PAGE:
Even by outer London standards, Sutton often feels like a welcome throwback to simpler times. But a major mixed use development project by the station is bringing an injection of highrise modernity, namely Sutton Point, whose hoarding-blurb describes the rising towers as "Sutton's latest landmark". Well, obviously. We dawdle outside the station for a while because, even though the journey's nearly finished, we're running a few minutes ahead of schedule. Most of the adjacent shops serve sit-down food or drink, but it looks like Beds To Go has already gone. The green-faced clock on a pole slowly ticks round towards quarter past three. And eventually we begin the final climb up the Brighton Road.
The contrast to Hertford Road at the start of my journey is stark indeed, my final mile being along a leafy avenue dotted with private nurseries, dental clinics and retirement flats. Everyone has ample space to live, and shrubbery, and most likely a car rather than relying on an outer London bus. Even here, stubbled youth are sporting topknots with sharply shaved sides, a hairstyle which future historians will use to date photos to the year 2018. A brand new secondary school is being squeezed in on land below the hospital. And dammit, here comes the bus's final stop immediately outside The California gastropub, which is still 100m from the boundary of London I'm trying to reach.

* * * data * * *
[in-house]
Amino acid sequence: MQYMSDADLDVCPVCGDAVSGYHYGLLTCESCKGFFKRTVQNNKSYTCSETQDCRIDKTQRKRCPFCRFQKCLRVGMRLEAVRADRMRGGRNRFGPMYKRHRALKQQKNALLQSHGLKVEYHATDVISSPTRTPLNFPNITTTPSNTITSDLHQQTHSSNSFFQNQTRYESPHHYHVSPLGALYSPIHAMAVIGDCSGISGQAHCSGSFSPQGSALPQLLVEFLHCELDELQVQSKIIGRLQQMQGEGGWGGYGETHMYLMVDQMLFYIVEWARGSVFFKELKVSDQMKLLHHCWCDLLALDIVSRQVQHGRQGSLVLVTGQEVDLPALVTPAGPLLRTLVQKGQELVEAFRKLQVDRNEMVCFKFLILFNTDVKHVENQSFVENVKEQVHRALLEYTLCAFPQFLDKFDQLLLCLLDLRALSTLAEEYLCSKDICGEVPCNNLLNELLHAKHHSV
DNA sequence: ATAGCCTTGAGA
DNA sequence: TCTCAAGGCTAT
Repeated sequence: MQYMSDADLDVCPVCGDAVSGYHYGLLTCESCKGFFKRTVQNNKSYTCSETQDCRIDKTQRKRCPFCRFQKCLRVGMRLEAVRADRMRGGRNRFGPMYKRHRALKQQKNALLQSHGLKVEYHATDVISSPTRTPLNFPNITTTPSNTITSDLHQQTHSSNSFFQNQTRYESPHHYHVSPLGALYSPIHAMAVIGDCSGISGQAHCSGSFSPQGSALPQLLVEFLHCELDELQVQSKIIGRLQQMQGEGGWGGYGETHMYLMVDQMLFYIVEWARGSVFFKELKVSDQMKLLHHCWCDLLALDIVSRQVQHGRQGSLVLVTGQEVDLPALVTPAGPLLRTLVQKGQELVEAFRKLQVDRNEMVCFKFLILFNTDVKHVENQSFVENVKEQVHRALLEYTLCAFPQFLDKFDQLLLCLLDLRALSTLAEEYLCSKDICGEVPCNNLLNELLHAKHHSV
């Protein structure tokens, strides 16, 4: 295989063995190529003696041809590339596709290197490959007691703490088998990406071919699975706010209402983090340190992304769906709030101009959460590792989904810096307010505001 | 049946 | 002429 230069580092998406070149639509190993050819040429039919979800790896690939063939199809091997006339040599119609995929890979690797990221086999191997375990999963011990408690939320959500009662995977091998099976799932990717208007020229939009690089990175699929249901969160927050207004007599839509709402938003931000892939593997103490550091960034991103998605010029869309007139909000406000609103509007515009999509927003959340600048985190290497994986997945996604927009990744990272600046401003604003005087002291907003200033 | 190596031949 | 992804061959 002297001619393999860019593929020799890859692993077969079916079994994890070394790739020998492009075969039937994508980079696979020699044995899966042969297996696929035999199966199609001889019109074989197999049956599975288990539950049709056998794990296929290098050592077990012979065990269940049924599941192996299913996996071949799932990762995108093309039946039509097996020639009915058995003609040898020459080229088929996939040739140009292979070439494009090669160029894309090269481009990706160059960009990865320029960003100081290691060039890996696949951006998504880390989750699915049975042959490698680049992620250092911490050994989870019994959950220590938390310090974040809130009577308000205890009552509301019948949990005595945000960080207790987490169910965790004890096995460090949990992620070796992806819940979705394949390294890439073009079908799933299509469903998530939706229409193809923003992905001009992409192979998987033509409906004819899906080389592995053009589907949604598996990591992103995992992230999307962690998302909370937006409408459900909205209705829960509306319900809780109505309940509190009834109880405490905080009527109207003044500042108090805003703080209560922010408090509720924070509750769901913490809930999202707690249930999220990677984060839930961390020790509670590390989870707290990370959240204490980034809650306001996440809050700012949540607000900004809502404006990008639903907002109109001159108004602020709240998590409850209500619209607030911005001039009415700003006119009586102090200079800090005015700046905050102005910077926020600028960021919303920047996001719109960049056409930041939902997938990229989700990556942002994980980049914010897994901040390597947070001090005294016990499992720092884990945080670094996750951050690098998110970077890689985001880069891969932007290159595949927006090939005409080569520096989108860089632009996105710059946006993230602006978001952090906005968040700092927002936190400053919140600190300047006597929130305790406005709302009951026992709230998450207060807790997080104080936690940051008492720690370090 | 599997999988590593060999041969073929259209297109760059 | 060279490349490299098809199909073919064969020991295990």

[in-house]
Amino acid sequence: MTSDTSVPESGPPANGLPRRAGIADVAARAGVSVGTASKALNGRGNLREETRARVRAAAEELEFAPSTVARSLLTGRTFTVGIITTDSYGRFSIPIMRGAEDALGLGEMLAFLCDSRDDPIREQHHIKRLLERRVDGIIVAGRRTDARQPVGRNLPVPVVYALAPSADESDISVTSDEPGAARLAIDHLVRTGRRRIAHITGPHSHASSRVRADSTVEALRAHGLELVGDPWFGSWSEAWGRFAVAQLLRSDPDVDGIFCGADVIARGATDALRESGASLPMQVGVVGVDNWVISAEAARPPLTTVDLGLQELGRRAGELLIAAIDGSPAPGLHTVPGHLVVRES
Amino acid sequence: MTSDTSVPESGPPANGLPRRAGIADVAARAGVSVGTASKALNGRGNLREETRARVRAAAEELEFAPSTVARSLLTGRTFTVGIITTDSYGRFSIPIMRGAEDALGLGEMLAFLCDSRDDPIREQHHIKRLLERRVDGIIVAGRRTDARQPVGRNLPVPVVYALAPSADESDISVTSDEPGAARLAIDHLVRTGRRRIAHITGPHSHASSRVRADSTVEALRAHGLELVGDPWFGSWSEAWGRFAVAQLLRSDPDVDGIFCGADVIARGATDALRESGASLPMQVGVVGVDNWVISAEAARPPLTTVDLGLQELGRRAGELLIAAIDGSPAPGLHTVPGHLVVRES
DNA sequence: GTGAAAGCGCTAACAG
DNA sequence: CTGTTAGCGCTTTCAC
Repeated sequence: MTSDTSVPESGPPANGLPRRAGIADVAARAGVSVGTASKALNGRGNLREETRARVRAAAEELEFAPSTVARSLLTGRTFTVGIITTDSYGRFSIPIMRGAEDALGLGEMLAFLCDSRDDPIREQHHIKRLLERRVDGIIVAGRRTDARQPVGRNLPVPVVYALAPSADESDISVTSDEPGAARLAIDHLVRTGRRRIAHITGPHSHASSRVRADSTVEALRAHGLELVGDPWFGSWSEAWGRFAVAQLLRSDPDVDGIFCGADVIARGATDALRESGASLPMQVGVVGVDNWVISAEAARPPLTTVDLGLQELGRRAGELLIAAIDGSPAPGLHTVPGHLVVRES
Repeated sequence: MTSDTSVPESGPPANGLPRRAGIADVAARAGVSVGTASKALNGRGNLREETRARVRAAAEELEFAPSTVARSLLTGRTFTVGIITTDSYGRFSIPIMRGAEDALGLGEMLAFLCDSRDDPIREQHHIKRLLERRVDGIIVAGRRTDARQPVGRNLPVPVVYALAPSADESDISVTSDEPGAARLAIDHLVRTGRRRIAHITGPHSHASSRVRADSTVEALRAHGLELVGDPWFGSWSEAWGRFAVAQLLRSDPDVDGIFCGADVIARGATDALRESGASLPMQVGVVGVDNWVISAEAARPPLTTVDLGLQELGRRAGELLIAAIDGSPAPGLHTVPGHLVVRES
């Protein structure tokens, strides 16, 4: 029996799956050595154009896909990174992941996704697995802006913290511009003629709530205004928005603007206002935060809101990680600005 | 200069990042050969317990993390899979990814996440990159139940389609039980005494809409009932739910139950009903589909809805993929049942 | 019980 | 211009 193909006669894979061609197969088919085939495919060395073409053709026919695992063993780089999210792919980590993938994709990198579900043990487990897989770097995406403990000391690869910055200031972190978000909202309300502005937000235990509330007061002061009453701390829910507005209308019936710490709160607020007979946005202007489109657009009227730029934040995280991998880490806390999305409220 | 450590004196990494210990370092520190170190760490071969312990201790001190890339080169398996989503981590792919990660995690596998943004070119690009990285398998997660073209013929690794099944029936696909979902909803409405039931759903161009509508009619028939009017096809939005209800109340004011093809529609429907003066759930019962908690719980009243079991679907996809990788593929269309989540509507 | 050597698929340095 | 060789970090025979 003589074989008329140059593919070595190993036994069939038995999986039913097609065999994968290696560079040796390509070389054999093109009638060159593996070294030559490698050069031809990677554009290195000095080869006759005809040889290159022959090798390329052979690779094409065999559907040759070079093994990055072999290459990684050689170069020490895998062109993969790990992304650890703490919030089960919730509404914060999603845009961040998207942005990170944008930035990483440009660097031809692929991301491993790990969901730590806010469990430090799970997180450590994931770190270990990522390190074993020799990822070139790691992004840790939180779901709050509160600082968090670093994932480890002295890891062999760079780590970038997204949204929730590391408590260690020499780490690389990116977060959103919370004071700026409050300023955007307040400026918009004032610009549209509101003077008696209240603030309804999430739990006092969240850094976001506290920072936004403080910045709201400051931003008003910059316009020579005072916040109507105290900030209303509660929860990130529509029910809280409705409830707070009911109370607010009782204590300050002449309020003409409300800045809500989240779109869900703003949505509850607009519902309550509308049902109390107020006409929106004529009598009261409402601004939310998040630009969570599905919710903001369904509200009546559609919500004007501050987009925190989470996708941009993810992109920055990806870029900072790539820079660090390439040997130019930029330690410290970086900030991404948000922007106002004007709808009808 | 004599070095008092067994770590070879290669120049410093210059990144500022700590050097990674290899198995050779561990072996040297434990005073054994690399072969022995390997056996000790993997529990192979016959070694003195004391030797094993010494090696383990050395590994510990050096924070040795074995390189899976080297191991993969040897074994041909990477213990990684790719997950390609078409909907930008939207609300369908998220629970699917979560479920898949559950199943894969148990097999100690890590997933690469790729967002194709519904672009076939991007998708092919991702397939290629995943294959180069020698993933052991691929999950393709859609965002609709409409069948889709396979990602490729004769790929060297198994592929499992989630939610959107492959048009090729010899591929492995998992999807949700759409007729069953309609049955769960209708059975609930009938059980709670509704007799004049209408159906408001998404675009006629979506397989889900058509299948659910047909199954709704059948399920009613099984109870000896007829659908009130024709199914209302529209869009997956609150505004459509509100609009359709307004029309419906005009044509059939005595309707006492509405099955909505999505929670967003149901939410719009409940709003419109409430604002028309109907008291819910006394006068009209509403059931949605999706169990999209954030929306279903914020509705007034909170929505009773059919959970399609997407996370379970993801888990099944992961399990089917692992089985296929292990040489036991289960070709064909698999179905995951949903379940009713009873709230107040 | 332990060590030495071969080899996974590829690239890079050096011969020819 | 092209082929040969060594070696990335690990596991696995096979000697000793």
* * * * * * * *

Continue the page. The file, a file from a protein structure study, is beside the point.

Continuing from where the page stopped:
I sit tight, and the bus pulls off, and only then does the driver play the "This bus terminates here" message. Hurrah, I have a legitimate reason to have stayed aboard, as only a regular passenger would have known they were supposed to alight before. It's a very short ride to the bus stand, a sweeping red-tinted apron (plus a toilet for driver relief), where I'm allowed off with a reluctant opening of the doors. And a dozen steps across the tarmac brings me to the edge of Banstead Common, accessed via a short wasp-infested footpath, which means I've just enteredSurrey and my journey is complete. Four buses is all it takes to cross Greater London, if you choose them carefully enough, and oh the contrasts you'll see along the way.